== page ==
Hence, through the judgment, the Supreme Court settled the law in regard to the ‘aid and advice’ of the Council of Ministers by affirming that the LG is bound to act on the aid and advice except in respect of ‘Land’, ‘Public Order’ and the ‘Police’.

The Court also made it clear that there is no requirement of the concurrence of the Lt. Governor and that he has no power to overrule the decisions of the State government.

LG Cannot Refer ‘every’ Matter to the President Article 239AA (4) says that in the case of a difference of opinion between the LG and his Ministers on any matter, the LG shall refer it to the President for final decision and act according to it.

However, the court inferred that the words ‘any matter’ employed in the proviso to Article 239AA (4) cannot be inferred to mean ‘every matter’.

The power of the Lieutenant Governor under the said provision represents the exception and not the general rule which has to be exercised in exceptional circumstances by the LG.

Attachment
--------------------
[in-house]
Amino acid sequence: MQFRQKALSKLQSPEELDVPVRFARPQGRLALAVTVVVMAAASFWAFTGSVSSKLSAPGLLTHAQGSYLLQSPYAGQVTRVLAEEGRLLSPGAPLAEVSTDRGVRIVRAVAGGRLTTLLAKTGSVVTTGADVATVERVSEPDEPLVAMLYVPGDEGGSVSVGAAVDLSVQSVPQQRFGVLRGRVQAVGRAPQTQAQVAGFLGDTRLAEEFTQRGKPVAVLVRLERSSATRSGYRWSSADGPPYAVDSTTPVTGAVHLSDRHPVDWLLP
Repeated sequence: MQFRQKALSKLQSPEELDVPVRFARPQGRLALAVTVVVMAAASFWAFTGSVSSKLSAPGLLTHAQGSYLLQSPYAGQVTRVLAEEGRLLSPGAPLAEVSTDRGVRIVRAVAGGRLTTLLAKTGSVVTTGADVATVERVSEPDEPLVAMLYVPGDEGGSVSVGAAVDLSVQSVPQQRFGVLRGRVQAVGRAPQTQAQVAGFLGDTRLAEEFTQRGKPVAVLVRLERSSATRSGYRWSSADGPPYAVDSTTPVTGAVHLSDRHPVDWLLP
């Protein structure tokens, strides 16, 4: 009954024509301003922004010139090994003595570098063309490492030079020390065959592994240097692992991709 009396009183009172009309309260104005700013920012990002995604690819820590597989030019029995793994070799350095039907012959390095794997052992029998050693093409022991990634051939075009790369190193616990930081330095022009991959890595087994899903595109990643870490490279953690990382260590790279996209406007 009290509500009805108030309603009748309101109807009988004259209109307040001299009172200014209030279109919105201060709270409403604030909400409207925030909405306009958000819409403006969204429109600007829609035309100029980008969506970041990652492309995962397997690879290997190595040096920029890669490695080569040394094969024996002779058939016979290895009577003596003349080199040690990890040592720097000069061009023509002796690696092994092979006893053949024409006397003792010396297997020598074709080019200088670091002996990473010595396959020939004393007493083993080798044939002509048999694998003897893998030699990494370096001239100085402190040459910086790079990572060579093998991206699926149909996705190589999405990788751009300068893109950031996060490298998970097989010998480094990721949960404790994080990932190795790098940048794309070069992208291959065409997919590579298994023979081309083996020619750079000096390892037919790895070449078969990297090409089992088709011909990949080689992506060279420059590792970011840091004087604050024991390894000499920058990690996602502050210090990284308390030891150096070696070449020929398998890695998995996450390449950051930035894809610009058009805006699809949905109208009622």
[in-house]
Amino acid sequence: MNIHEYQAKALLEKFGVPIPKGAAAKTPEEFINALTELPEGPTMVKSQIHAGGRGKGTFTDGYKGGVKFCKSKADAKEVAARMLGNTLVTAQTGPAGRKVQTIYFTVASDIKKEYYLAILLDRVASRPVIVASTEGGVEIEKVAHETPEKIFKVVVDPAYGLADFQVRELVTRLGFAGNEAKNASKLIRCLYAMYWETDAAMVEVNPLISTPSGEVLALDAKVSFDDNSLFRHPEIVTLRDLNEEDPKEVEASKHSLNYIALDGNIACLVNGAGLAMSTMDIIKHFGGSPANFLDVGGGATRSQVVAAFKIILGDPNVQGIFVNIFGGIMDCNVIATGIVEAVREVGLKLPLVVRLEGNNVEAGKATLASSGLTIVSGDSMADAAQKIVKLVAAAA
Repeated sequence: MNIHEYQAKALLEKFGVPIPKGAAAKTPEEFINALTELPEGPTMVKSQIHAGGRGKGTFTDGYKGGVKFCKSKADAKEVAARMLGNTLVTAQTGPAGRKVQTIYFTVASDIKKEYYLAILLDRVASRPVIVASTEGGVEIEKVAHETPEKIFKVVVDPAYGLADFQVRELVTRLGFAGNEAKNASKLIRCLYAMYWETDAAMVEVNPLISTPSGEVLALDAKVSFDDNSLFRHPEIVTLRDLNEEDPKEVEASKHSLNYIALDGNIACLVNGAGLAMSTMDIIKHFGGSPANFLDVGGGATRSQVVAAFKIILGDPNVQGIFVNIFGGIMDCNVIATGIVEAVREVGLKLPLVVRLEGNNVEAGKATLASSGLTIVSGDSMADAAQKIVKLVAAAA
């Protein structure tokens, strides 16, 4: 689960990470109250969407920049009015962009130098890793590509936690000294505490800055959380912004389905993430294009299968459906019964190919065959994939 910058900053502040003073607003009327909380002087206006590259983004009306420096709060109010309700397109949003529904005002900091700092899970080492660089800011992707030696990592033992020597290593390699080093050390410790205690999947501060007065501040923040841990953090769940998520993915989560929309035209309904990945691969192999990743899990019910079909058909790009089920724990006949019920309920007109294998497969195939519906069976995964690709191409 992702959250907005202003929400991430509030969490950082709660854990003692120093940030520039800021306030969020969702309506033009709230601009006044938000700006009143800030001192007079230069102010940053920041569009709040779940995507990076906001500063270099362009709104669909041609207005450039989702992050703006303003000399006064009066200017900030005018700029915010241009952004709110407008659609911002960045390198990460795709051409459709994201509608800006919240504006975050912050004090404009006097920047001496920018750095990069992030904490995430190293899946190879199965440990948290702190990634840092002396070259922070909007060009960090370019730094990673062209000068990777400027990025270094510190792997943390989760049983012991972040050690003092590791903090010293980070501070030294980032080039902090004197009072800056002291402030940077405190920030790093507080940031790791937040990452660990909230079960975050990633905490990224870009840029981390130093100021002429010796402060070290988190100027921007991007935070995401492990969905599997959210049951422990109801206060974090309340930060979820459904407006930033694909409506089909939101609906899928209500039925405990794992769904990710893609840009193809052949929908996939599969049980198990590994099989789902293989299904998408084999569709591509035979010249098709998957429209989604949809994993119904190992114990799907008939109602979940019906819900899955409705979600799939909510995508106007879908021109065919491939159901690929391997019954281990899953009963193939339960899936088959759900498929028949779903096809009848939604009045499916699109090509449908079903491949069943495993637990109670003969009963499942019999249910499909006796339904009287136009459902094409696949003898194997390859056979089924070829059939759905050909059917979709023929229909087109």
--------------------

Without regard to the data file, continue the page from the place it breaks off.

Limited References to be made to the President Normal administrative matters should not be referred to the President because it would disturb the concept of Constitutional governance, principles of collaborative federalism and the standards of Constitutional morality.

The Court also held that the President is the highest Constitutional authority and his decision should be sought only on constitutionally important issues.

Unresolved Area in the Judgment The SC did not very clearly delineate the issues in respect of which the Lt. Governor can refer a decision taken by the Council of Ministers to the President in the event of a difference of opinion between the Lt. Governor and the State government.

Key Provisions of Government of National Capital Territory (GNCT) of Delhi (Amendment) Act, 2021

  • The Act amended the Government of National Capital Territory of Delhi Act, 1991. The Act amended certain powers and responsibilities of the Legislative Assembly and the Lieutenant Governor.